Gadolinium-based materials are particularly attractive for neutron detection due to gadolinium's high thermal neutron capture cross section. Since the utilization of gadolinium metal is challenging due to its tendency to form a low quality oxide on the surface when exposed to air, Gd2O3 is an appealing alternative due to its stability at high temperatures and inoxidizing environments. Since the mean free path of thermal neutrons in Gd is approximately 7.7 μm, a large film thickness is needed to ensure proper detection efficiency. This book chapter will focus on the processing-structure-property relationships for micron thick Gd2O3 films deposited by reactive electron beam-physical vapor deposition (EB-PVD). Fundamental studies have been conducted to assess the effects of deposition parameters such as temperature, oxygen flow, and deposition rate on film properties. Significant changes in crystallographic phase, orientation, grain size, density, and surface roughness were observed with variation in deposition parameters. Gd2O3 has three stable polymorphs: cubic, monoclinic, and hexagonal phases. Since EB-PVD is a non-equilibrium process, it is possible to deposit films that contain meta-stable phases. Indeed, depending on the processing conditions, the deposition of single phase cubic, monoclinic, and mixed phase films was demonstrated. The residual stress state in the films was found to be an integral component in the phase stability of the films. The existence of a stress induced phase transition was demonstrated by means of ion beam assisted deposition (IBAD). The effects of deposition conditions on the electrical and optical properties of Gd2O3 will also be discussed.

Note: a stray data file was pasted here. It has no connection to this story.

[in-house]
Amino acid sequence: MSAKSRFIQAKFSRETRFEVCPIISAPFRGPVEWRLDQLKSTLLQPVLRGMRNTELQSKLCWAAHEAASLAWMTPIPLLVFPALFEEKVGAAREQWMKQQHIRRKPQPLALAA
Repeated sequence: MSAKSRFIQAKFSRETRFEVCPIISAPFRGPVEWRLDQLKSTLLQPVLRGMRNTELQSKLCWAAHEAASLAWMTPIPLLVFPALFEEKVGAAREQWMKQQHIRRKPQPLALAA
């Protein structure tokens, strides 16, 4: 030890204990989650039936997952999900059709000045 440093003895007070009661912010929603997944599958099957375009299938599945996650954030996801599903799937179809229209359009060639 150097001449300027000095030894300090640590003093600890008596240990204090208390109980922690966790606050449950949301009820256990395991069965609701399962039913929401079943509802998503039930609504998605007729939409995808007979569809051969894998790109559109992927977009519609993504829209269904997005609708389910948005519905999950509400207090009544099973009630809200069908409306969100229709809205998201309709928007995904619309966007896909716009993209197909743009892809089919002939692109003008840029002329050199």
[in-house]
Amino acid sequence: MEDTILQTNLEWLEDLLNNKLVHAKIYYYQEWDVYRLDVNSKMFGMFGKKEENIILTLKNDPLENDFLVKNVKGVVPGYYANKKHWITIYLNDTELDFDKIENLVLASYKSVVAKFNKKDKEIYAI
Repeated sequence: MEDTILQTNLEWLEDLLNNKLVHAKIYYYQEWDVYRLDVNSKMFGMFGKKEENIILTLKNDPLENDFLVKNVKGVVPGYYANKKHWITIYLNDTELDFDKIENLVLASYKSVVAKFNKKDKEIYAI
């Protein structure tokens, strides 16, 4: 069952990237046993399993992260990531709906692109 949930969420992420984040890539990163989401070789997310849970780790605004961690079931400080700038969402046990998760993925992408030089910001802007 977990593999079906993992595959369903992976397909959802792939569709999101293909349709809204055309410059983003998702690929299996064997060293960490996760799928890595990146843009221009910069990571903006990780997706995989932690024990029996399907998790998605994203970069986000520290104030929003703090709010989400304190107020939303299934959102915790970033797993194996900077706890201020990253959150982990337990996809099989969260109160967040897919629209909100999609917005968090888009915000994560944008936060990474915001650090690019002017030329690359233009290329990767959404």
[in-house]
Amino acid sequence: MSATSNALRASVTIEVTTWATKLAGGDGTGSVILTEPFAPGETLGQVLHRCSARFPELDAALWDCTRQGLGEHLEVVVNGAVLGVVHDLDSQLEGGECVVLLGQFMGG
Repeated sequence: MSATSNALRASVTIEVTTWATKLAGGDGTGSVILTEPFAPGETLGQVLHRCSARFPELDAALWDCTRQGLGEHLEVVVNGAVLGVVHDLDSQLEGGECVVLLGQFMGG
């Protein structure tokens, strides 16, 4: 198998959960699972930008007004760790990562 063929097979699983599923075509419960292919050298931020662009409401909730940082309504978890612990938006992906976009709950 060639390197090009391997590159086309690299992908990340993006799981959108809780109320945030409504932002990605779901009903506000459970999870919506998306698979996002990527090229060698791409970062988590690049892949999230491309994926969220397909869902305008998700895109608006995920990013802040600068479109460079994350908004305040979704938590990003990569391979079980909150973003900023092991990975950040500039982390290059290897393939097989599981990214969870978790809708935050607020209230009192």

|Title of host publication||Gadolinium and Terbium|
|Subtitle of host publication||Chemical and Optical Properties, Sources and Applications|
|Publisher||Nova Science Publishers, Inc.|
|Number of pages||24|
|State||Published - 1 Apr 2014|